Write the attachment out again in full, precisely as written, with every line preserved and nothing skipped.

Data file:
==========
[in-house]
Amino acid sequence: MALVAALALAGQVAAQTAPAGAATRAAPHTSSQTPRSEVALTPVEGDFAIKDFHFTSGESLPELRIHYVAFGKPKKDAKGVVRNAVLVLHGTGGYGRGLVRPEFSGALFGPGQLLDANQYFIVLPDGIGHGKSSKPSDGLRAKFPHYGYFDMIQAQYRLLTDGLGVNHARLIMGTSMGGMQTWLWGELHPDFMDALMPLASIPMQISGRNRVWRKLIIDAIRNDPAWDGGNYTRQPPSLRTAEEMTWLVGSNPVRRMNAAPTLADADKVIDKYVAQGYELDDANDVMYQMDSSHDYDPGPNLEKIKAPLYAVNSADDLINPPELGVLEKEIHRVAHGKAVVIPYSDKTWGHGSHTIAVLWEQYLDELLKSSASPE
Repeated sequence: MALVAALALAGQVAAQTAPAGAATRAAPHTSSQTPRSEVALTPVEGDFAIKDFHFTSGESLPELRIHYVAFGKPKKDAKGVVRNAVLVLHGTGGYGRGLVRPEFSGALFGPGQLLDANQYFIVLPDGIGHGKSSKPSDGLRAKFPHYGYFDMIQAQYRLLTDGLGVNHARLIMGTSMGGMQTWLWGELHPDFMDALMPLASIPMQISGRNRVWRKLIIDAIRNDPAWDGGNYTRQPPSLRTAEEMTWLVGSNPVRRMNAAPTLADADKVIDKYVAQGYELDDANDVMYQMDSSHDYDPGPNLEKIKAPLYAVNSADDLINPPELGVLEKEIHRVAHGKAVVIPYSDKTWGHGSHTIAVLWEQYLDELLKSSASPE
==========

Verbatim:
[in-house]
Amino acid sequence: MALVAALALAGQVAAQTAPAGAATRAAPHTSSQTPRSEVALTPVEGDFAIKDFHFTSGESLPELRIHYVAFGKPKKDAKGVVRNAVLVLHGTGGYGRGLVRPEFSGALFGPGQLLDANQYFIVLPDGIGHGKSSKPSDGLRAKFPHYGYFDMIQAQYRLLTDGLGVNHARLIMGTSMGGMQTWLWGELHPDFMDALMPLASIPMQISGRNRVWRKLIIDAIRNDPAWDGGNYTRQPPSLRTAEEMTWLVGSNPVRRMNAAPTLADADKVIDKYVAQGYELDDANDVMYQMDSSHDYDPGPNLEKIKAPLYAVNSADDLINPPELGVLEKEIHRVAHGKAVVIPYSDKTWGHGSHTIAVLWEQYLDELLKSSASPE
Repeated sequence: MALVAALALAGQVAAQTAPAGAATRAAPHTSSQTPRSEVALTPVEGDFAIKDFHFTSGESLPELRIHYVAFGKPKKDAKGVVRNAVLVLHGTGGYGRGLVRPEFSGALFGPGQLLDANQYFIVLPDGIGHGKSSKPSDGLRAKFPHYGYFDMIQAQYRLLTDGLGVNHARLIMGTSMGGMQTWLWGELHPDFMDALMPLASIPMQISGRNRVWRKLIIDAIRNDPAWDGGNYTRQPPSLRTAEEMTWLVGSNPVRRMNAAPTLADADKVIDKYVAQGYELDDANDVMYQMDSSHDYDPGPNLEKIKAPLYAVNSADDLINPPELGVLEKEIHRVAHGKAVVIPYSDKTWGHGSHTIAVLWEQYLDELLKSSASPE